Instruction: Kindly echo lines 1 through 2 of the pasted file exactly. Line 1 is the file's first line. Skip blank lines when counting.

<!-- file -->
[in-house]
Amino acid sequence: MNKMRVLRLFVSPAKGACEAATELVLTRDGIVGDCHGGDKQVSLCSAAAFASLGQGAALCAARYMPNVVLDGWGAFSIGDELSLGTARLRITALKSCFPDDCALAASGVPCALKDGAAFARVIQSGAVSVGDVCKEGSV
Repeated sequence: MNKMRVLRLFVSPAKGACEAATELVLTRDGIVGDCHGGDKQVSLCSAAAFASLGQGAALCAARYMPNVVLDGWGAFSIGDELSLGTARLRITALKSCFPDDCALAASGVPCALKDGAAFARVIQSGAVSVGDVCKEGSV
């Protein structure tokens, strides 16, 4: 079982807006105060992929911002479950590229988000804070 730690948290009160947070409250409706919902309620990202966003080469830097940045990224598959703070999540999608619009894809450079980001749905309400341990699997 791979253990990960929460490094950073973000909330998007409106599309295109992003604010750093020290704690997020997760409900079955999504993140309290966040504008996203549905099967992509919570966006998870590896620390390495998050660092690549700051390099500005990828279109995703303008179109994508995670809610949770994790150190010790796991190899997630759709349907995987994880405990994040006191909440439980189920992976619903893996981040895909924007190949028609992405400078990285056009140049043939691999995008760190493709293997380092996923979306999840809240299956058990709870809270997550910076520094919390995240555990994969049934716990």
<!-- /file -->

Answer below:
[in-house]
Amino acid sequence: MNKMRVLRLFVSPAKGACEAATELVLTRDGIVGDCHGGDKQVSLCSAAAFASLGQGAALCAARYMPNVVLDGWGAFSIGDELSLGTARLRITALKSCFPDDCALAASGVPCALKDGAAFARVIQSGAVSVGDVCKEGSV